Say What?! Rewards for Communication in Internet Communities

Incentives matter. We do what is incentivized, avoid what is disincentivized, and ignore what is not incentivized. A key way to set incentives is through rewards. Give someone a trophy for winning, and they’ll try harder to win.

“Show me the incentive and I will show you the outcome.”

Charlie Munger

Rewards shape everything we do, including communication. Since internet communities are built on interactions between people, communication is critical. Members must be able to say what they want, understand what others want, and share information seamlessly. Without proper rewards, this happens less than it should. Good communication, such as high effort posts, often are not rewarded enough (if at all). Other times, poor communication, such as troll comments, is rewarded too much. Both create bad incentives.

To understand how to improve the rewards, first, we have to understand their makeup. We can then understand how to improve them by looking at areas with high-quality communication using similar types of rewards. We’ll find that using rewards to tighten feedback loops and increase stakes leads to better communications. The rewards used are a combination of the community’s platform and culture. Both are levers to incentivize different behaviours.


An internet community’s platform provides options for rewards. Features like reactions, upvotes, top posts, awards, likes, and comments are all examples of what a platform provides. A community almost always combines these features with its unique culture to create rewards.

Examples of reactions with varying levels of “culture customization.”

Core platform features rarely change. A community may be able to modify them (with bots or automations), but there are only so many ways to react, upvote, or send a message. Members can do a lot with the limited options they have.

Types of communication not rewarded by platform features are not done. For example, many platforms do not reward longer posts any differently than they do shorter ones. This incentivizes members to post many shorter ones. This not only impacts rewards but shapes the entire culture of the community.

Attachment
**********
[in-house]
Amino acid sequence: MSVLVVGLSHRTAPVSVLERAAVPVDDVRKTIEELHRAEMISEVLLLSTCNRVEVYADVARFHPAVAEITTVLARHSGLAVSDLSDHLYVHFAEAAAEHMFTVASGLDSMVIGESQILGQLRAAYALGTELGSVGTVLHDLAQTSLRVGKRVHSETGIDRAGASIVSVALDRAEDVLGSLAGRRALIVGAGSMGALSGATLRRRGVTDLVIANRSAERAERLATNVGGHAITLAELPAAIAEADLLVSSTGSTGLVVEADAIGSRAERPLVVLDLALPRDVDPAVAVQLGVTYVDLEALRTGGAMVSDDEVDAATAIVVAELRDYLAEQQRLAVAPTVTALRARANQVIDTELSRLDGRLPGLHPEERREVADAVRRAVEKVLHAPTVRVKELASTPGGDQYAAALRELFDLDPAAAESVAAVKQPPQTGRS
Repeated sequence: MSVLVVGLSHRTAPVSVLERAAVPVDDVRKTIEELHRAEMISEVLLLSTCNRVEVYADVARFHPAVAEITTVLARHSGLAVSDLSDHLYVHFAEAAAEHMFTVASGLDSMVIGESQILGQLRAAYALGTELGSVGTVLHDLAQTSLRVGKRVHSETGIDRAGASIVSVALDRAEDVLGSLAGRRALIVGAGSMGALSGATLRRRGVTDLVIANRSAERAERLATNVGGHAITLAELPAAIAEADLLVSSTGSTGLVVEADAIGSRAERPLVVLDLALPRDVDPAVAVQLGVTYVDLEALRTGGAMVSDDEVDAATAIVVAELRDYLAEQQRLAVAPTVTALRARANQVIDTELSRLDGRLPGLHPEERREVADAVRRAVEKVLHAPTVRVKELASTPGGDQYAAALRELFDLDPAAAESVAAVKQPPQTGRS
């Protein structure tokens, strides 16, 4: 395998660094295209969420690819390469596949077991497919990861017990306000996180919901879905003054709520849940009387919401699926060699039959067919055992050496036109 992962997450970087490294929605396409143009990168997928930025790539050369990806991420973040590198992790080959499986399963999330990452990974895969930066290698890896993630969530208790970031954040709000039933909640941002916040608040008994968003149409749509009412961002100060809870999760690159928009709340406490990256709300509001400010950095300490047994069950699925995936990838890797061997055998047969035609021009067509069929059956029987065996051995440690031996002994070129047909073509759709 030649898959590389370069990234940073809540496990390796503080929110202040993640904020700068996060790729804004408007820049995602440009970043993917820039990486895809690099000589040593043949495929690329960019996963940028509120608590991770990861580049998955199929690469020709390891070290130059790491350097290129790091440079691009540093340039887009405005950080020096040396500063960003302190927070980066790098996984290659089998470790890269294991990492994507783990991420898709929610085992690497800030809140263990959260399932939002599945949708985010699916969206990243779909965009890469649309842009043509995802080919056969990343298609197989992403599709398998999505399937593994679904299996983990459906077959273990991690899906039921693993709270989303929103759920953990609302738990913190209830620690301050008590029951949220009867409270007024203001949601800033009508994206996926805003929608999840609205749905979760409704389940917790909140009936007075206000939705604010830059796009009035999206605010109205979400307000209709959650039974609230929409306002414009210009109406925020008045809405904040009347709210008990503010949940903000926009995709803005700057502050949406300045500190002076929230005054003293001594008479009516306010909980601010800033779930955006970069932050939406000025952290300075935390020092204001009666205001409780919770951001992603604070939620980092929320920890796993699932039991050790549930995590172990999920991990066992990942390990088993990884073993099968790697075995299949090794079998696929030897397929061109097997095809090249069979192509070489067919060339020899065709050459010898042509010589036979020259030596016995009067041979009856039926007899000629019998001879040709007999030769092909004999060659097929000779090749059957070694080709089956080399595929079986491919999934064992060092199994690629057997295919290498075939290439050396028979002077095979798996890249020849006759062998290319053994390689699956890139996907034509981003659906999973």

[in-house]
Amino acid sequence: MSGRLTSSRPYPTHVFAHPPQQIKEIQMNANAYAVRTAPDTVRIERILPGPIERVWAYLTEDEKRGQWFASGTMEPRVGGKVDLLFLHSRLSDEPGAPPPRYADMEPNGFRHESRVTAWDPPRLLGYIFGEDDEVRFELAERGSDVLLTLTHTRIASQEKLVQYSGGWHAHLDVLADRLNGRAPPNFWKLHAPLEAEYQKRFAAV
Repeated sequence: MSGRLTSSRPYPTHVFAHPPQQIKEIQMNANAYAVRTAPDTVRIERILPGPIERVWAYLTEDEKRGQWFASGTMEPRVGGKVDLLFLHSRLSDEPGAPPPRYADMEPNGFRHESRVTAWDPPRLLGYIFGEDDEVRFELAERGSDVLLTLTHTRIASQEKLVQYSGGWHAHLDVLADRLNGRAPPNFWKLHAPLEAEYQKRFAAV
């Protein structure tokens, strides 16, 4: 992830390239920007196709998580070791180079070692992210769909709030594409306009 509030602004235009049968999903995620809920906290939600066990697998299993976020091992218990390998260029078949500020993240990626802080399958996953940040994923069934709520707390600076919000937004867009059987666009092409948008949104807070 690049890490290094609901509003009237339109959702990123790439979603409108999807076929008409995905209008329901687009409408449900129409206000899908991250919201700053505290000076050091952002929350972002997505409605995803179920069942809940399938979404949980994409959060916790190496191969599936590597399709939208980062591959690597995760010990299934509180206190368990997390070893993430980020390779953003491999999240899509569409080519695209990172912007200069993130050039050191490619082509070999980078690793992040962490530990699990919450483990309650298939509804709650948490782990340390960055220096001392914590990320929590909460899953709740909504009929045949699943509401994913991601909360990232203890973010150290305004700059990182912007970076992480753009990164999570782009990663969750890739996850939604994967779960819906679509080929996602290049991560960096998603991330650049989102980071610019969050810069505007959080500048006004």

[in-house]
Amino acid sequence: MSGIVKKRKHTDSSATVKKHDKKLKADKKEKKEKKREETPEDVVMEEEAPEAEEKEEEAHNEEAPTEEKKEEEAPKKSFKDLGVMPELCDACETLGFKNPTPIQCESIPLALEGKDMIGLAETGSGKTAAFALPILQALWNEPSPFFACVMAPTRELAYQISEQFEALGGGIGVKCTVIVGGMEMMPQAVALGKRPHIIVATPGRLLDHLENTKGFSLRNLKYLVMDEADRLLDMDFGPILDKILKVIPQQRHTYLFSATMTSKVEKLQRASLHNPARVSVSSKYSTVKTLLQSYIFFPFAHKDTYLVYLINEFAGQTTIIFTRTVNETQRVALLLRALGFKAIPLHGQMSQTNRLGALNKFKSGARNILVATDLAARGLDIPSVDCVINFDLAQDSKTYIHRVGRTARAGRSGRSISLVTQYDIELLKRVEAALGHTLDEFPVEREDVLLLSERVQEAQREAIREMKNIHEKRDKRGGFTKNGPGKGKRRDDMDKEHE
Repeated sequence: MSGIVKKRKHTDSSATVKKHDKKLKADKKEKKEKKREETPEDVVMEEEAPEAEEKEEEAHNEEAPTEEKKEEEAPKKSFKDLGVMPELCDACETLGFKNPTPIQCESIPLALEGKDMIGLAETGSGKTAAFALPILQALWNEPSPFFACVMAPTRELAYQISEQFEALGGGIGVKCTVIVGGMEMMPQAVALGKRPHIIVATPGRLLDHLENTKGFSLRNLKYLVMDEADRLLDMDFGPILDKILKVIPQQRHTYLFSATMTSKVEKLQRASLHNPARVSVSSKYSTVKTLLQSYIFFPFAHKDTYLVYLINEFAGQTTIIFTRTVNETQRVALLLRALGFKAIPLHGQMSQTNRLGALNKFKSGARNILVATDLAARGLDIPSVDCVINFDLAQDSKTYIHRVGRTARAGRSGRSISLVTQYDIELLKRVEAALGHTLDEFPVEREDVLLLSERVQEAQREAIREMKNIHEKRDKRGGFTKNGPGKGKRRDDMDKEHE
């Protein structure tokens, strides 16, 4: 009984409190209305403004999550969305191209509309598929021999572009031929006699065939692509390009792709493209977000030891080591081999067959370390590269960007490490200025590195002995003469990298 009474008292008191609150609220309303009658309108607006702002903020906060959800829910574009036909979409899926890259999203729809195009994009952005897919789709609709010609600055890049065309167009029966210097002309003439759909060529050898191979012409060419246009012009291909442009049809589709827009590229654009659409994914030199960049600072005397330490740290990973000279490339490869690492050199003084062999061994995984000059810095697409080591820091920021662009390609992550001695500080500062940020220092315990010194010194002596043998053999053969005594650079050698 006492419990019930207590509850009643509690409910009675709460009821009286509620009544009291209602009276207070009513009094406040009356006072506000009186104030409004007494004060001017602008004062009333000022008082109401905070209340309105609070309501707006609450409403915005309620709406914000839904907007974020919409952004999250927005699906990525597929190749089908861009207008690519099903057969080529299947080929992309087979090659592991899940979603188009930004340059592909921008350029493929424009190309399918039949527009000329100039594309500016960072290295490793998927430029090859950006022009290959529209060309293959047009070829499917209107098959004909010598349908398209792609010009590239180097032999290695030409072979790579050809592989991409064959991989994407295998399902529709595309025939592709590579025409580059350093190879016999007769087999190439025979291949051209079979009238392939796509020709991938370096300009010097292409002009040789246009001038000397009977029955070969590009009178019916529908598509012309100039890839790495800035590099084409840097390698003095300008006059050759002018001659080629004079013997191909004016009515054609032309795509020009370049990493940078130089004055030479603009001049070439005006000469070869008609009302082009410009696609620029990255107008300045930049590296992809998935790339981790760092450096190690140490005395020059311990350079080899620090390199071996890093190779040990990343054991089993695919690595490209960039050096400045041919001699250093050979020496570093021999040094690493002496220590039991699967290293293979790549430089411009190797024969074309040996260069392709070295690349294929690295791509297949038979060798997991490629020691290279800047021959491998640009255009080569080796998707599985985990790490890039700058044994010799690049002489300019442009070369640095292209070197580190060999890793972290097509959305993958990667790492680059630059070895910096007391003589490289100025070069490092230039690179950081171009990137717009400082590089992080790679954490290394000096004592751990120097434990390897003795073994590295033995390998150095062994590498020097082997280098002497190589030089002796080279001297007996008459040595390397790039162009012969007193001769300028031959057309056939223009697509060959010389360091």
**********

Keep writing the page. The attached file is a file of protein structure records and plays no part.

Culture represents the unique aspects of a community that are combined with platform features to create rewards. Examples include the content of comments, messages, praise, custom emojis, and support. Culture is shaped by the platform then created by the members.

Community managers and members control culture more than they control the platform. Culture does not require product changes or coding knowledge, only changes to people, rules, or incentives. It is more flexible and, as such, allows for more experimentation. A single member can shift an entire culture by introducing their own rewards, such as a style of response or an emoji reaction they like.

Culture requires more effort to maintain and decays faster than platform features. It disappears if people do not care about it. Parts of culture must be continually reinvented and reintroduced. Members must serve as examples and creators for the maintenance of culture. Without all this, the cultural aspect of rewards decays.

Improving Rewards

Communities can improve rewards once they understand that rewards exist. Improved rewards make communications better, and that makes communities better. Platform features and culture are the levers for improvement. Communities must figure out how to pull them to create beneficial incentives.

To figure that out, we can look at areas with similar levers and communicate well. One area that stands out is video games. Over my many years of playing video games, I’ve heard friends and strangers communicate in service of a combined goal better than nearly anywhere else. No coaches or coordinated practice was needed to improve. The key is that they leverage the platform and culture to create high stakes and tight feedback loops.